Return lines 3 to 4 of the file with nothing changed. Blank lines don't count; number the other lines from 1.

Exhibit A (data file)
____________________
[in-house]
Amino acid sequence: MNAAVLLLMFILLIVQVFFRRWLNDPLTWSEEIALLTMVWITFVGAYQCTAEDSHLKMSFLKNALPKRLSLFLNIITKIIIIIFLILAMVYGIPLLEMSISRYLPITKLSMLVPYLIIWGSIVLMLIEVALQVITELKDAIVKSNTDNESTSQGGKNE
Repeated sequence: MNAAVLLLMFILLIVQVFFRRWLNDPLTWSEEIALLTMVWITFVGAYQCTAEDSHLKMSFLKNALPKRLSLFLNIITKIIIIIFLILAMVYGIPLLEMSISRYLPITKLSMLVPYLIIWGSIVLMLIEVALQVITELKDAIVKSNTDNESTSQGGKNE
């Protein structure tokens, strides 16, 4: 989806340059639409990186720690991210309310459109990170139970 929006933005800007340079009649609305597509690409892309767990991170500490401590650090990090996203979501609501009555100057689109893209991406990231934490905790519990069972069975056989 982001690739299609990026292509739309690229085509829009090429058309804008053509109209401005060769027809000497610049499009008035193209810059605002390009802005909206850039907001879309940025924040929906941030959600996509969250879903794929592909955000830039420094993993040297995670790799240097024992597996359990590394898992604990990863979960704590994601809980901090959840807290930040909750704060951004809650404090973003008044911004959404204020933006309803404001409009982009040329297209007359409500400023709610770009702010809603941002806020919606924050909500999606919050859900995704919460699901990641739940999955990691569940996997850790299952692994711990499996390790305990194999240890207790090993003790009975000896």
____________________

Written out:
Repeated sequence: MNAAVLLLMFILLIVQVFFRRWLNDPLTWSEEIALLTMVWITFVGAYQCTAEDSHLKMSFLKNALPKRLSLFLNIITKIIIIIFLILAMVYGIPLLEMSISRYLPITKLSMLVPYLIIWGSIVLMLIEVALQVITELKDAIVKSNTDNESTSQGGKNE
């Protein structure tokens, strides 16, 4: 989806340059639409990186720690991210309310459109990170139970 929006933005800007340079009649609305597509690409892309767990991170500490401590650090990090996203979501609501009555100057689109893209991406990231934490905790519990069972069975056989 982001690739299609990026292509739309690229085509829009090429058309804008053509109209401005060769027809000497610049499009008035193209810059605002390009802005909206850039907001879309940025924040929906941030959600996509969250879903794929592909955000830039420094993993040297995670790799240097024992597996359990590394898992604990990863979960704590994601809980901090959840807290930040909750704060951004809650404090973003008044911004959404204020933006309803404001409009982009040329297209007359409500400023709610770009702010809603941002806020919606924050909500999606919050859900995704919460699901990641739940999955990691569940996997850790299952692994711990499996390790305990194999240890207790090993003790009975000896």